Draft law proposes regulating right to peaceful protest, assembly

Marwa Al-A’sar
4 Min Read

CAIRO: The right to hold peaceful demonstrations and assembly represents a form of collective expression of opinion granted by the constitution as well as international human rights conventions, according to a draft law recently proposed by the Egyptian Organization for Human Rights (EOHR).

EOHR Secretary General Hafez Abu Seada presented Thursday a draft law to Moufid Shehab, minister of state for legal and parliamentary affairs, entitled: “Regulating the Right to Peaceful Protest and Assembly.”

The National Council for Human Rights had approved a proposal by Abu Seada to prepare the draft law.

“About three months ago I was in Germany where…I was introduced to the German experience in this domain…[which inspired] me to adopt the European model” to ensure the right to peaceful demonstrations, Abu Seada told Daily News Egypt.

The 13-article draft law recommends that citizens be allowed to practice their rights without restrictions while at the same time abiding by the law and the constitution. The draft law first called for cancelling Law 10 for 1914 on assembly and Law 14 for 1923 on holding general meetings and protests in public.

“These two codes are supposed to regulate such activities. Yet they restrict them as they were imposed during the era of British imperialism to limit freedoms,” Abu Seada explained.

The draft law gives citizens, political parties and civil society organizations the right to peaceful assembly, protest and freedom of expression while being unarmed.

The law proposes a specialized committee be formed by the Ministry of Interior to receive requests for holding meetings and peaceful protests, thereby providing them with the necessary protection. According to the draft law, no force may be used to resolve demonstrations unless necessary.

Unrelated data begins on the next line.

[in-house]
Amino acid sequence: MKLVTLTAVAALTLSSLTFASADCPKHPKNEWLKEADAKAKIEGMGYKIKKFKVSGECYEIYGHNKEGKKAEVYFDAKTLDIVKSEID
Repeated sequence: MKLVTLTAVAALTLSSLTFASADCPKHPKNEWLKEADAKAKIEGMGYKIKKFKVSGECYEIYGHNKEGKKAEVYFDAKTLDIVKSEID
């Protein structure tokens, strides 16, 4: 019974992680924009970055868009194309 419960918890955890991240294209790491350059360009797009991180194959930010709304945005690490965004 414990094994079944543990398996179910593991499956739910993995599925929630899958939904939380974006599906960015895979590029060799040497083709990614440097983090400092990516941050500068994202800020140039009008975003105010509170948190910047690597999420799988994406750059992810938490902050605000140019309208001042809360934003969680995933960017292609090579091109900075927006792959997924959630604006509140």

Another article in the law calls for the right to hold signs, banners, slogans and meet reporters and media representatives during protests.

Organizers of unapproved protests is to be fined, the draft law recommends.

Abu Seada does not rule out the possibility of the law being rejected by the People’s Assembly. “In case of approval … many restrictions [are expected] to be imposed on the law,” he said.

Several rights and freedoms have been restricted by the state of emergency imposed following the assassination of President Anwar Sadat in October 1981. Since then, the Emergency Law has been repeatedly extended, most recently in May 2010.

The emergency law grants authorities a broad power to impose restrictions on the freedoms of assembly, the power to arrest and detain suspects or those deemed dangerous and the power to search individuals and places without following the provisions of the Criminal Procedure Code.

Even though the recent amendment to the emergency law dictates that it can only be imposed on terrorism or drugs-related cases, human rights advocates have recurrently argued that such limitations means citizens are subject to persecution until proven innocent.


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